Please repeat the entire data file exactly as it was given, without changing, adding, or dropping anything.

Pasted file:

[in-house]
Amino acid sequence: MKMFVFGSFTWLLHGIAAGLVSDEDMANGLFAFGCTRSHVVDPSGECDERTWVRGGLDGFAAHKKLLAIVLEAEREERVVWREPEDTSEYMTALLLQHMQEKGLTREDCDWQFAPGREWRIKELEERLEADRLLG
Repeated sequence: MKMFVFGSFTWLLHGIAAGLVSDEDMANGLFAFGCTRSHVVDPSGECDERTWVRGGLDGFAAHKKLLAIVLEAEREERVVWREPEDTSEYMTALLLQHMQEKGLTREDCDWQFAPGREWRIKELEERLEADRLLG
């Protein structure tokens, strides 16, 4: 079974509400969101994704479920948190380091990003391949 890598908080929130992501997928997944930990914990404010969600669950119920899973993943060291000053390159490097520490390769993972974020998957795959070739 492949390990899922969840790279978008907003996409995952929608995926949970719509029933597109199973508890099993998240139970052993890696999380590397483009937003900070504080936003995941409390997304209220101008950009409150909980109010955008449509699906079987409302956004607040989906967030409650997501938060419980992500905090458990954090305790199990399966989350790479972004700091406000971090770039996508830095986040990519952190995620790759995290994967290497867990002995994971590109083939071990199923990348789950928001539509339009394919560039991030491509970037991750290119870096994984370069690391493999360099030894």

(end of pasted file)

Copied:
[in-house]
Amino acid sequence: MKMFVFGSFTWLLHGIAAGLVSDEDMANGLFAFGCTRSHVVDPSGECDERTWVRGGLDGFAAHKKLLAIVLEAEREERVVWREPEDTSEYMTALLLQHMQEKGLTREDCDWQFAPGREWRIKELEERLEADRLLG
Repeated sequence: MKMFVFGSFTWLLHGIAAGLVSDEDMANGLFAFGCTRSHVVDPSGECDERTWVRGGLDGFAAHKKLLAIVLEAEREERVVWREPEDTSEYMTALLLQHMQEKGLTREDCDWQFAPGREWRIKELEERLEADRLLG
């Protein structure tokens, strides 16, 4: 079974509400969101994704479920948190380091990003391949 890598908080929130992501997928997944930990914990404010969600669950119920899973993943060291000053390159490097520490390769993972974020998957795959070739 492949390990899922969840790279978008907003996409995952929608995926949970719509029933597109199973508890099993998240139970052993890696999380590397483009937003900070504080936003995941409390997304209220101008950009409150909980109010955008449509699906079987409302956004607040989906967030409650997501938060419980992500905090458990954090305790199990399966989350790479972004700091406000971090770039996508830095986040990519952190995620790759995290994967290497867990002995994971590109083939071990199923990348789950928001539509339009394919560039991030491509970037991750290119870096994984370069690391493999360099030894």